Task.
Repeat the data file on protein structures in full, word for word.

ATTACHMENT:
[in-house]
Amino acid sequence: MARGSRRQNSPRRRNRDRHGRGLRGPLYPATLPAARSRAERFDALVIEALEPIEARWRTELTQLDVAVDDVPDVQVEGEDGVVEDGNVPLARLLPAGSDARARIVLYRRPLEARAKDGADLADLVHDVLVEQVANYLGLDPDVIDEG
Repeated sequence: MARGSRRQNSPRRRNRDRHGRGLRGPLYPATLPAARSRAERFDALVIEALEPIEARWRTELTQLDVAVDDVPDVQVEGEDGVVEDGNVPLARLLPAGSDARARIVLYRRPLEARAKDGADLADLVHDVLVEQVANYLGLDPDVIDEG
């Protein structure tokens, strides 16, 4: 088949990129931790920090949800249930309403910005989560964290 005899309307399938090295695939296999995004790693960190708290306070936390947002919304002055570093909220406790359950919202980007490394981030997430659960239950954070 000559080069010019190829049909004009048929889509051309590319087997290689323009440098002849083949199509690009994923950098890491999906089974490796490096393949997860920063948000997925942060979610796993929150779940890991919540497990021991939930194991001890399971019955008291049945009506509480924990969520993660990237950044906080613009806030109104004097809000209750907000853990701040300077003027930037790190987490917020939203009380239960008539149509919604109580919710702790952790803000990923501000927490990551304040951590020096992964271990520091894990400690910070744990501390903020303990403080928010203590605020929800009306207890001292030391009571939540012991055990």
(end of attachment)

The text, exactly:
[in-house]
Amino acid sequence: MARGSRRQNSPRRRNRDRHGRGLRGPLYPATLPAARSRAERFDALVIEALEPIEARWRTELTQLDVAVDDVPDVQVEGEDGVVEDGNVPLARLLPAGSDARARIVLYRRPLEARAKDGADLADLVHDVLVEQVANYLGLDPDVIDEG
Repeated sequence: MARGSRRQNSPRRRNRDRHGRGLRGPLYPATLPAARSRAERFDALVIEALEPIEARWRTELTQLDVAVDDVPDVQVEGEDGVVEDGNVPLARLLPAGSDARARIVLYRRPLEARAKDGADLADLVHDVLVEQVANYLGLDPDVIDEG
């Protein structure tokens, strides 16, 4: 088949990129931790920090949800249930309403910005989560964290 005899309307399938090295695939296999995004790693960190708290306070936390947002919304002055570093909220406790359950919202980007490394981030997430659960239950954070 000559080069010019190829049909004009048929889509051309590319087997290689323009440098002849083949199509690009994923950098890491999906089974490796490096393949997860920063948000997925942060979610796993929150779940890991919540497990021991939930194991001890399971019955008291049945009506509480924990969520993660990237950044906080613009806030109104004097809000209750907000853990701040300077003027930037790190987490917020939203009380239960008539149509919604109580919710702790952790803000990923501000927490990551304040951590020096992964271990520091894990400690910070744990501390903020303990403080928010203590605020929800009306207890001292030391009571939540012991055990």